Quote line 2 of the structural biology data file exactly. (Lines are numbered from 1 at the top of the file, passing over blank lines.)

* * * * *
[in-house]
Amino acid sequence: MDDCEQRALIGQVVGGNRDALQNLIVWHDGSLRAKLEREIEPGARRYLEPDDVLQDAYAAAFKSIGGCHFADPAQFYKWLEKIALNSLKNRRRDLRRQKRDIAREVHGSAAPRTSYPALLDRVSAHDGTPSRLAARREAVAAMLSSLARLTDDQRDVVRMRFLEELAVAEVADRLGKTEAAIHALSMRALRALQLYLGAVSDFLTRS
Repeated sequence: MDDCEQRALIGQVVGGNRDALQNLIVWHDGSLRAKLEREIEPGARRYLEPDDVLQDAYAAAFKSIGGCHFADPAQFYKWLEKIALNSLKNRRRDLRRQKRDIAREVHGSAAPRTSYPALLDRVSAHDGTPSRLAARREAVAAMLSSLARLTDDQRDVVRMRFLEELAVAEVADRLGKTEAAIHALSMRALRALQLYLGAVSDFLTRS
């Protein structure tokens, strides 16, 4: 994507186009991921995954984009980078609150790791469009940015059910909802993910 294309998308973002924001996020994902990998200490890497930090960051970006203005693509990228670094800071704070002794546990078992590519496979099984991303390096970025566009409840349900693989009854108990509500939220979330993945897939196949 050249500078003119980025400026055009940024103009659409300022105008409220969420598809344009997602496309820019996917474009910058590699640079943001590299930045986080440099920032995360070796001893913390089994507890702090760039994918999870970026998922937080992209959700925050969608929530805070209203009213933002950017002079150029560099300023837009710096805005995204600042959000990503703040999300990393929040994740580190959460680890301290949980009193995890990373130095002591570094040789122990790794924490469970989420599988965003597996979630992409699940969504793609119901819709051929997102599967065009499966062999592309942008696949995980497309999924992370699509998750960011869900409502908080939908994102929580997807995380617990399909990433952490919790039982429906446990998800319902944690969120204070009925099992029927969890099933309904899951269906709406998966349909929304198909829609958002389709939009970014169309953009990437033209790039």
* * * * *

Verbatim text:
Amino acid sequence: MDDCEQRALIGQVVGGNRDALQNLIVWHDGSLRAKLEREIEPGARRYLEPDDVLQDAYAAAFKSIGGCHFADPAQFYKWLEKIALNSLKNRRRDLRRQKRDIAREVHGSAAPRTSYPALLDRVSAHDGTPSRLAARREAVAAMLSSLARLTDDQRDVVRMRFLEELAVAEVADRLGKTEAAIHALSMRALRALQLYLGAVSDFLTRS